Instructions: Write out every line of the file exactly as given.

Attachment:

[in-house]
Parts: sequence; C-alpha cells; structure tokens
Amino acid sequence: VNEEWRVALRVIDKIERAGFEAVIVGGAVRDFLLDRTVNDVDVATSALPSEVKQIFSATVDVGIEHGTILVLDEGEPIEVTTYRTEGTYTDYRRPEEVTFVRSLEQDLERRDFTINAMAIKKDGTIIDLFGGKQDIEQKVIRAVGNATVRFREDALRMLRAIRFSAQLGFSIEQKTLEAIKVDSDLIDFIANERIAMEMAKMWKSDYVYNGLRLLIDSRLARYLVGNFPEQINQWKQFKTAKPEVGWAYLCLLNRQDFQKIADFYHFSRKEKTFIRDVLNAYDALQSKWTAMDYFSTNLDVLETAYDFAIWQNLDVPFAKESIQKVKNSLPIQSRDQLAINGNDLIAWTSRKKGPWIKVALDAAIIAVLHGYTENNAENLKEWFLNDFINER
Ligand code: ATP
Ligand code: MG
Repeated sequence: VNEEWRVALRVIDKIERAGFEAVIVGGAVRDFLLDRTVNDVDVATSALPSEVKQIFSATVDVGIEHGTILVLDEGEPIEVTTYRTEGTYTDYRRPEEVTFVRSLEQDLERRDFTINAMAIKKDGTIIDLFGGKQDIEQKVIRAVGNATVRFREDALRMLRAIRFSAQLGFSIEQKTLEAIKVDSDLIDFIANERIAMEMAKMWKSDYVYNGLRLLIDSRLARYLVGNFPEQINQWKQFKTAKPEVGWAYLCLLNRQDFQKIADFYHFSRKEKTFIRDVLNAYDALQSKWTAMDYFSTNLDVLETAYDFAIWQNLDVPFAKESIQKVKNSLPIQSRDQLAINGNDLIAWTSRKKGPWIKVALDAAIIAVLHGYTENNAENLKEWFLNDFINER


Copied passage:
[in-house]
Parts: sequence; C-alpha cells; structure tokens
Amino acid sequence: VNEEWRVALRVIDKIERAGFEAVIVGGAVRDFLLDRTVNDVDVATSALPSEVKQIFSATVDVGIEHGTILVLDEGEPIEVTTYRTEGTYTDYRRPEEVTFVRSLEQDLERRDFTINAMAIKKDGTIIDLFGGKQDIEQKVIRAVGNATVRFREDALRMLRAIRFSAQLGFSIEQKTLEAIKVDSDLIDFIANERIAMEMAKMWKSDYVYNGLRLLIDSRLARYLVGNFPEQINQWKQFKTAKPEVGWAYLCLLNRQDFQKIADFYHFSRKEKTFIRDVLNAYDALQSKWTAMDYFSTNLDVLETAYDFAIWQNLDVPFAKESIQKVKNSLPIQSRDQLAINGNDLIAWTSRKKGPWIKVALDAAIIAVLHGYTENNAENLKEWFLNDFINER
Ligand code: ATP
Ligand code: MG
Repeated sequence: VNEEWRVALRVIDKIERAGFEAVIVGGAVRDFLLDRTVNDVDVATSALPSEVKQIFSATVDVGIEHGTILVLDEGEPIEVTTYRTEGTYTDYRRPEEVTFVRSLEQDLERRDFTINAMAIKKDGTIIDLFGGKQDIEQKVIRAVGNATVRFREDALRMLRAIRFSAQLGFSIEQKTLEAIKVDSDLIDFIANERIAMEMAKMWKSDYVYNGLRLLIDSRLARYLVGNFPEQINQWKQFKTAKPEVGWAYLCLLNRQDFQKIADFYHFSRKEKTFIRDVLNAYDALQSKWTAMDYFSTNLDVLETAYDFAIWQNLDVPFAKESIQKVKNSLPIQSRDQLAINGNDLIAWTSRKKGPWIKVALDAAIIAVLHGYTENNAENLKEWFLNDFINER